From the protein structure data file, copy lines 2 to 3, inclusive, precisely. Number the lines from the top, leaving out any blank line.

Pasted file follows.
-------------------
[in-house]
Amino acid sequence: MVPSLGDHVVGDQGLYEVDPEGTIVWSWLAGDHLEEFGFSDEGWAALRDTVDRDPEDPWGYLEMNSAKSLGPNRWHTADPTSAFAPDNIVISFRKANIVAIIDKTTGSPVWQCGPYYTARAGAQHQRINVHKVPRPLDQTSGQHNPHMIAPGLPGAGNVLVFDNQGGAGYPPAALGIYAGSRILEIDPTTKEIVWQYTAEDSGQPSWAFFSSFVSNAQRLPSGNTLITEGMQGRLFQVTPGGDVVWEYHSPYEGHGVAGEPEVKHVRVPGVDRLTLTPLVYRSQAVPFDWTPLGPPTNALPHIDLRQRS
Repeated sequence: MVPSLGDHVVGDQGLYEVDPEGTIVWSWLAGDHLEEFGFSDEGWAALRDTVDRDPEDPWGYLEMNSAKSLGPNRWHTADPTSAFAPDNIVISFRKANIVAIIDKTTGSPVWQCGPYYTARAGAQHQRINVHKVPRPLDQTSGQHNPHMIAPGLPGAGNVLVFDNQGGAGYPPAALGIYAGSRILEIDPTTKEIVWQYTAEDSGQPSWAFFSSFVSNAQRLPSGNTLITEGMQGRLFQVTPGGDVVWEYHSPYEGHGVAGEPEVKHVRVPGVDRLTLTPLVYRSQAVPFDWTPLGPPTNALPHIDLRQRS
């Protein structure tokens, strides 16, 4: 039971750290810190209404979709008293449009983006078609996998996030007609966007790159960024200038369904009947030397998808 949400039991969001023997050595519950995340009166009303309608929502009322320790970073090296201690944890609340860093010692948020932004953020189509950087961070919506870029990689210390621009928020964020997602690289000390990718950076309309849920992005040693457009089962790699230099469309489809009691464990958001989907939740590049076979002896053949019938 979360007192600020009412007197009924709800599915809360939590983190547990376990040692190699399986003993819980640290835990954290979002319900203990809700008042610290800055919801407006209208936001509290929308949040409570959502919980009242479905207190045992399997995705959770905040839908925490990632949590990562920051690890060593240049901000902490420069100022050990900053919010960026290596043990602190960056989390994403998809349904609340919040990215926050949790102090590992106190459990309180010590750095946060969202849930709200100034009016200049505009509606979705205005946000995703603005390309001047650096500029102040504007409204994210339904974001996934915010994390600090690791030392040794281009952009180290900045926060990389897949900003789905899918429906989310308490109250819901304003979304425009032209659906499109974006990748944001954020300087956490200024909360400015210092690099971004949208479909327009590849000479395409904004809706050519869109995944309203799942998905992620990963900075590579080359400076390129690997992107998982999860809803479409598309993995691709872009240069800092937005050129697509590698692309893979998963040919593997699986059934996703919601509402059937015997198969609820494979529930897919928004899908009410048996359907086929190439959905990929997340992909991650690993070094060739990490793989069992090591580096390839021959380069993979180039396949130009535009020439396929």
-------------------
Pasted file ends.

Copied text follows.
Amino acid sequence: MVPSLGDHVVGDQGLYEVDPEGTIVWSWLAGDHLEEFGFSDEGWAALRDTVDRDPEDPWGYLEMNSAKSLGPNRWHTADPTSAFAPDNIVISFRKANIVAIIDKTTGSPVWQCGPYYTARAGAQHQRINVHKVPRPLDQTSGQHNPHMIAPGLPGAGNVLVFDNQGGAGYPPAALGIYAGSRILEIDPTTKEIVWQYTAEDSGQPSWAFFSSFVSNAQRLPSGNTLITEGMQGRLFQVTPGGDVVWEYHSPYEGHGVAGEPEVKHVRVPGVDRLTLTPLVYRSQAVPFDWTPLGPPTNALPHIDLRQRS
Repeated sequence: MVPSLGDHVVGDQGLYEVDPEGTIVWSWLAGDHLEEFGFSDEGWAALRDTVDRDPEDPWGYLEMNSAKSLGPNRWHTADPTSAFAPDNIVISFRKANIVAIIDKTTGSPVWQCGPYYTARAGAQHQRINVHKVPRPLDQTSGQHNPHMIAPGLPGAGNVLVFDNQGGAGYPPAALGIYAGSRILEIDPTTKEIVWQYTAEDSGQPSWAFFSSFVSNAQRLPSGNTLITEGMQGRLFQVTPGGDVVWEYHSPYEGHGVAGEPEVKHVRVPGVDRLTLTPLVYRSQAVPFDWTPLGPPTNALPHIDLRQRS